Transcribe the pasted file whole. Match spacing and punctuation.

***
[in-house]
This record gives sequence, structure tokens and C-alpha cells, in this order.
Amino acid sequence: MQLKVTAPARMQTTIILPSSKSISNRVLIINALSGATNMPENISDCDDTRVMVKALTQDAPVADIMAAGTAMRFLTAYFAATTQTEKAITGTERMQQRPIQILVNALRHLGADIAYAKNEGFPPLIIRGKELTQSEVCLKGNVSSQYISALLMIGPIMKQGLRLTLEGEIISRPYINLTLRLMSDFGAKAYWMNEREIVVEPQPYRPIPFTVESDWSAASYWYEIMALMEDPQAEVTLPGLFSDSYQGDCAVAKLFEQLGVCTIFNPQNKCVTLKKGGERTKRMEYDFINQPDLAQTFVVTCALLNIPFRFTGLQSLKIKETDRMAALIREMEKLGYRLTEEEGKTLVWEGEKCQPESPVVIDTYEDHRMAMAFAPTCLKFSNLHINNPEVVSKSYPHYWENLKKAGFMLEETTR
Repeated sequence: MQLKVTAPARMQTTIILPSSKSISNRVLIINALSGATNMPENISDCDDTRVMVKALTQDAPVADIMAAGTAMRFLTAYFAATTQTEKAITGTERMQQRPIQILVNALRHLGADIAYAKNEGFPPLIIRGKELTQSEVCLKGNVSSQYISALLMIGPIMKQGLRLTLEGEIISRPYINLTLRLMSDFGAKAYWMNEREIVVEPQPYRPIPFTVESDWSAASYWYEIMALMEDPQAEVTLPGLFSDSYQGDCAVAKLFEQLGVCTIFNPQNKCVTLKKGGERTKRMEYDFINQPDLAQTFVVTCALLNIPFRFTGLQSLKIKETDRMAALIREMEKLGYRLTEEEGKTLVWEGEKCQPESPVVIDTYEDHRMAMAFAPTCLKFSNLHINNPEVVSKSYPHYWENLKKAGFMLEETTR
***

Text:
[in-house]
This record gives sequence, structure tokens and C-alpha cells, in this order.
Amino acid sequence: MQLKVTAPARMQTTIILPSSKSISNRVLIINALSGATNMPENISDCDDTRVMVKALTQDAPVADIMAAGTAMRFLTAYFAATTQTEKAITGTERMQQRPIQILVNALRHLGADIAYAKNEGFPPLIIRGKELTQSEVCLKGNVSSQYISALLMIGPIMKQGLRLTLEGEIISRPYINLTLRLMSDFGAKAYWMNEREIVVEPQPYRPIPFTVESDWSAASYWYEIMALMEDPQAEVTLPGLFSDSYQGDCAVAKLFEQLGVCTIFNPQNKCVTLKKGGERTKRMEYDFINQPDLAQTFVVTCALLNIPFRFTGLQSLKIKETDRMAALIREMEKLGYRLTEEEGKTLVWEGEKCQPESPVVIDTYEDHRMAMAFAPTCLKFSNLHINNPEVVSKSYPHYWENLKKAGFMLEETTR
Repeated sequence: MQLKVTAPARMQTTIILPSSKSISNRVLIINALSGATNMPENISDCDDTRVMVKALTQDAPVADIMAAGTAMRFLTAYFAATTQTEKAITGTERMQQRPIQILVNALRHLGADIAYAKNEGFPPLIIRGKELTQSEVCLKGNVSSQYISALLMIGPIMKQGLRLTLEGEIISRPYINLTLRLMSDFGAKAYWMNEREIVVEPQPYRPIPFTVESDWSAASYWYEIMALMEDPQAEVTLPGLFSDSYQGDCAVAKLFEQLGVCTIFNPQNKCVTLKKGGERTKRMEYDFINQPDLAQTFVVTCALLNIPFRFTGLQSLKIKETDRMAALIREMEKLGYRLTEEEGKTLVWEGEKCQPESPVVIDTYEDHRMAMAFAPTCLKFSNLHINNPEVVSKSYPHYWENLKKAGFMLEETTR